Prey’s Talos I, often dimly lit and always littered with danger and debris, is the latest iteration of one of videogames’ favourite settings: the derelict space station. Floating about halfway between Earth and its moon, Talos I is an enormous monument to human science. It hangs in space like a declaration of intent—a massively intricate and distinctly high-tech version of the skyscrapers that loom over our biggest cities, it imposes a similar sense of corporate power onto the natural beauty of space. Talos I is the implicit value systems of the modern world writ large. It is a livable settlement in the harshest possible environment. It demonstrates the staggering possibilities of wealth in its opulent design. It shows that the twin ambitions of science and capitalist greed can achieve anything.
It’s also, remember, a complete mess inside.
As Morgan Yu, Prey’s main character, players are trapped in Talos I. An alien force called the Typhon has overrun the station, leading to the sort of rote sci-fi panic that causes electricity to spark from broken control panels, robotic assistants to turn their weapons on civilians, and bits of furniture to inconveniently block doorways. Morgan has to destroy Talos I to stop the aliens from spreading further. Doing so makes up the game’s sole mission. Of course, since Prey is a few dozen hours long, nothing is as simple as activating a self destruct program. Instead, obstacles pop up with sitcom-style regularity, Morgan stymied by power failures, locked cargo bay doors, and the need to run errands for Talos I’s crew.
Drawn out to the breaking point, Prey’s story is little more than a thin framework to justify mapping every centimeter of its laboratories and corporate workspaces. From overarching plot down to moment to moment tasks, it’s a game intent on constantly displaying the supposedly ruined husk of a once glorious technological accomplishment. Players are meant to think always of Talos I as a fallen giant. We’re supposed to see the station as having been reduced from the glorious efficiency of scientific order to a disorienting mess.
Dilapidated spaces are one of gaming’s favourite motifs, but, ironically, they’re also something the medium’s mainstream studios, always intent on gratifying players, are ill-suited to properly tackle. A broken down space station infested by aliens is meant to be a chaotic place, difficult to move through and unpredictably deadly. But Talos I is only cosmetically messy. A blocked or locked passage can always be opened with the proper keycard, climbed over with help from the game’s foam-spraying GLOO gun, or sneaked past with the help of omnipresent maintenance shafts and the ability to turn into small objects that can fit through tiny gaps. Nothing is ever going to truly impede the progress of a determined player.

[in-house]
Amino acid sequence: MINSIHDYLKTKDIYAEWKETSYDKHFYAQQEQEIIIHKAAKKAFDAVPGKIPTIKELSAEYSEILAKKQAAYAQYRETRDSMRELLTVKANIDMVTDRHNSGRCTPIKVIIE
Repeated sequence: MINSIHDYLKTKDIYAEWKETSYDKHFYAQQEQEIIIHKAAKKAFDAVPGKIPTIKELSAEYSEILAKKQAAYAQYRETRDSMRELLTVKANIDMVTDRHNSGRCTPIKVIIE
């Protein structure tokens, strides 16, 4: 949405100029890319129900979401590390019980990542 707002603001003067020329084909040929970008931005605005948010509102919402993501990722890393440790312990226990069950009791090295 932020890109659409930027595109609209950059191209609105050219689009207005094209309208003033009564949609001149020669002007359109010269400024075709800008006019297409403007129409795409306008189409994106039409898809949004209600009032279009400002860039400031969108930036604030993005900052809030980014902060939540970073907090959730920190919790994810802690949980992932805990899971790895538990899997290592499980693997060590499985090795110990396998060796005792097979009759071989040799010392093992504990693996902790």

Big-budget games do everything possible to give players freedom to explore and interact, afraid to impose narrative-appropriate restrictions. Prey is the apex of such design. It offers multiple solutions through its apparent disorder. Instead of simply riding a properly functioning elevator up a floor, Morgan can invest upgrade points to hack a terminal that restores its stopped power, create a stairway out of GLOO platforms, or bypass the problem entirely by searching for another path forward. On the surface, this reinforces the creativity inherent to a destroyed environment. Disaster breeds invention, and an improperly functioning world inspires new ways of thinking about navigation. Underneath, though, it’s apparent that every solution has been accounted for, regardless of how clever the player may feel for coming up with a seemingly non-obvious one. Prey’s designers have not made impassable obstacles, of course. (Actually interfering with player agency is verboten in the majority of commercial games.) They’ve just engineered a handful of ways to approach new situations. A hallway might look impassable because its filled with scraps of metal too high to jump over, but it’s really just a slightly abstracted lock the player can crack with the set of keys—several different unlockable powers—Prey makes available. Its designers have accounted for every variable. Despite the game’s story and level layout feigning otherwise, everything is very clean and orderly on Talos I—not like a wrecked structure at all.